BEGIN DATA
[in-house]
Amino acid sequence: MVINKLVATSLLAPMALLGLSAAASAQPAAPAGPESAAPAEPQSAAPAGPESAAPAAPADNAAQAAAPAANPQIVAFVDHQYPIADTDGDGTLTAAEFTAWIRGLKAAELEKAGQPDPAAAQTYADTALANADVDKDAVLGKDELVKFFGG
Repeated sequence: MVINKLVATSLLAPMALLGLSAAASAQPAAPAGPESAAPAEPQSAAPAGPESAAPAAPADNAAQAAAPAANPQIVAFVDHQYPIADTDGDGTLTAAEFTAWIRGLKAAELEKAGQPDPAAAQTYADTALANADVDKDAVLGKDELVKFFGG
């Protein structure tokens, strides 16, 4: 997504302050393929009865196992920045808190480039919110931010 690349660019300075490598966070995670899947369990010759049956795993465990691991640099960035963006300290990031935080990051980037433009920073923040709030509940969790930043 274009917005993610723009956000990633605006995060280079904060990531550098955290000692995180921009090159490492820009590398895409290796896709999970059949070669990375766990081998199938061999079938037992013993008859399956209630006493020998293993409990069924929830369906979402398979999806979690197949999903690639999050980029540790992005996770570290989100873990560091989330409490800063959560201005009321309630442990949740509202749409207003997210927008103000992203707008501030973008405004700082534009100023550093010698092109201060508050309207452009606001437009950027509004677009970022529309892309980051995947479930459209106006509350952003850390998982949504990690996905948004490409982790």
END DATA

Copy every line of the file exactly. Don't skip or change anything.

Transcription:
[in-house]
Amino acid sequence: MVINKLVATSLLAPMALLGLSAAASAQPAAPAGPESAAPAEPQSAAPAGPESAAPAAPADNAAQAAAPAANPQIVAFVDHQYPIADTDGDGTLTAAEFTAWIRGLKAAELEKAGQPDPAAAQTYADTALANADVDKDAVLGKDELVKFFGG
Repeated sequence: MVINKLVATSLLAPMALLGLSAAASAQPAAPAGPESAAPAEPQSAAPAGPESAAPAAPADNAAQAAAPAANPQIVAFVDHQYPIADTDGDGTLTAAEFTAWIRGLKAAELEKAGQPDPAAAQTYADTALANADVDKDAVLGKDELVKFFGG
């Protein structure tokens, strides 16, 4: 997504302050393929009865196992920045808190480039919110931010 690349660019300075490598966070995670899947369990010759049956795993465990691991640099960035963006300290990031935080990051980037433009920073923040709030509940969790930043 274009917005993610723009956000990633605006995060280079904060990531550098955290000692995180921009090159490492820009590398895409290796896709999970059949070669990375766990081998199938061999079938037992013993008859399956209630006493020998293993409990069924929830369906979402398979999806979690197949999903690639999050980029540790992005996770570290989100873990560091989330409490800063959560201005009321309630442990949740509202749409207003997210927008103000992203707008501030973008405004700082534009100023550093010698092109201060508050309207452009606001437009950027509004677009970022529309892309980051995947479930459209106006509350952003850390998982949504990690996905948004490409982790």